As health care continues its push toward consumer- ization, providers are taking a second look at the way they run their practices in order to not only remain relevant, but also grow a thriving practice. However,
while most providers are looking to make changes in their practices, it seems everyone has a different idea of which changes
best meet the demands of the new healthcare consumer.
Some practices focus on attracting and retaining patients
as their buying power increases. 1 Patients have few limits in
choosing a provider. A quick Internet search yields a long list
of all the practices near a desired location that offer the care
they need and accept their insurance. If the patient doesn’t
like one provider, there are plenty of others on the list to
choose from. These practices want to attract new patients
and work with their existing patients to build loyal relationships so they keep coming to their office.
Other practices choose to emphasize involving patients in
their healthcare decisions. 2 This is a beneficial approach, too,
because patients who are involved in their healthcare decisions
are likely to comply with their prescribed treatment plan. And if
they are doing the things their provider recommends, they will
experience improved health and be likely to return.
Patients Are Key
Still, healthcare practices may feel that “healthcare consumerism” means they need to personalize care and build
connections and relationships between providers and
patients to foster loyalty. 3 None of these approaches are bad,
but practices tend to be most successful when they integrate
all of these aspects into the care continuum.
In a consumer-based healthcare model, patients are the
key stakeholders. They hold the ultimate power to decide
which practice they choose and what their expectations are
for each encounter. Practices that listen to their patients and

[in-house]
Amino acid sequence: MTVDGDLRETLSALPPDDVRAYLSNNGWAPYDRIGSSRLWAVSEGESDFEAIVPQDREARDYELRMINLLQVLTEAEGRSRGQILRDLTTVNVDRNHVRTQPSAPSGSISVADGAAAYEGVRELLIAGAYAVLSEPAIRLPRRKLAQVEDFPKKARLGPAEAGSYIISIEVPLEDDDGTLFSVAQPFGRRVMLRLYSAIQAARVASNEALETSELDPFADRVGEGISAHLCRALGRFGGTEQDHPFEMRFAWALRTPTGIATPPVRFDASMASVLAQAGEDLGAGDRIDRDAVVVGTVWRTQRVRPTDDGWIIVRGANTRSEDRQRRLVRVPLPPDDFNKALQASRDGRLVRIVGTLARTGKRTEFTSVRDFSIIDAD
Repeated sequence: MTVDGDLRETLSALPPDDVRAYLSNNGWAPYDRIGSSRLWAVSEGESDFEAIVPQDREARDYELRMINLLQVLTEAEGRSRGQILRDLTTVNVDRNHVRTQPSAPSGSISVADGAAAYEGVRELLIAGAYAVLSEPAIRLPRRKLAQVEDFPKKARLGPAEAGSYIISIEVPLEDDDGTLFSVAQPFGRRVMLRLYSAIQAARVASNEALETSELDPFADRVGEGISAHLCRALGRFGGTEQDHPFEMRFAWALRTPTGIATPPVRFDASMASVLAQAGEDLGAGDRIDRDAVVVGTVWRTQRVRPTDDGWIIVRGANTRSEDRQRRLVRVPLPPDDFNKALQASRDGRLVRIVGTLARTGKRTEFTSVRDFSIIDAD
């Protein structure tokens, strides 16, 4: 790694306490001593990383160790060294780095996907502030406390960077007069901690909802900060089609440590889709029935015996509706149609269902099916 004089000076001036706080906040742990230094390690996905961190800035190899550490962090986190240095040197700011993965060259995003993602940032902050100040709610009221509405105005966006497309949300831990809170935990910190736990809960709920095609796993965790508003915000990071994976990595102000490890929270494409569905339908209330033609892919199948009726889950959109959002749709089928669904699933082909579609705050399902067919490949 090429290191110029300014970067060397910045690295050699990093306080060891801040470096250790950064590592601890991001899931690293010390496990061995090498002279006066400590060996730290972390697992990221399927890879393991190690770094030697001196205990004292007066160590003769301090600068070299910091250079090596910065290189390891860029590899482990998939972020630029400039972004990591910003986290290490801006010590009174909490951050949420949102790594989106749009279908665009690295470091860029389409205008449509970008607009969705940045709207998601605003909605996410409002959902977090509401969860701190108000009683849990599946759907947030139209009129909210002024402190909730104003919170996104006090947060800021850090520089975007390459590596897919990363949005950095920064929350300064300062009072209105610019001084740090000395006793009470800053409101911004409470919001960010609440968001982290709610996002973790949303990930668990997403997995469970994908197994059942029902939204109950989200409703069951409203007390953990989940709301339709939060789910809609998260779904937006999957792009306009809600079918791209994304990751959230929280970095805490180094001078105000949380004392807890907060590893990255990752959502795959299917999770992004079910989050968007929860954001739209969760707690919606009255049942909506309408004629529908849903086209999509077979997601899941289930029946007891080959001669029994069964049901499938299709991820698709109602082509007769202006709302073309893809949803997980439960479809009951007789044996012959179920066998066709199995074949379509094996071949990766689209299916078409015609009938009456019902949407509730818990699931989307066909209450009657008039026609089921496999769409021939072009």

do their best to accommodate individual wants and needs will
succeed more than those practices that place little value on
So what is it that patients really want? Recent studies show
that connectivity and added convenience through text and
online tools are at the top of patients’ wish lists. 4 Patients
want the same level of customer service from their healthcare provider that they get from any other organization they
do business with. They want to easily reach their provider,
and they want their provider to connect with them between
appointments, too. Patients also want to move away from the
old-school method of phone calls. They don’t want a call to
remind them of an upcoming appointment or that it’s time to
schedule another one. Most people won’t even answer a phone
call, and they surely aren’t listening to the voicemails being left,
either. 5 Patients don’t want the hassle of trying to find a time
when the office is open to make a phone call to schedule an
appointment. They want these things to be easy and adaptable
to their schedules, and that means text conversations, online
scheduling, and personalized communication.
Making Process Easy
To keep a practice successful, providers must take these
preferences into consideration without forgetting that their
No. 1 priority is to take care of their patients’ medical needs.
Providers need to find ways to blend their traditional focus on
patient care with the modern technology patients want. And
with patient relationship management (PRM) software, they
can do just that (see “Software Solutions”).
Many practices have seen vast improvements when they use
PRM software to meet patients’ needs. Implementing two-way texting had a big impact for the patients at one pediatric
Market Build loyalty into the patient experience
By Josh Weiner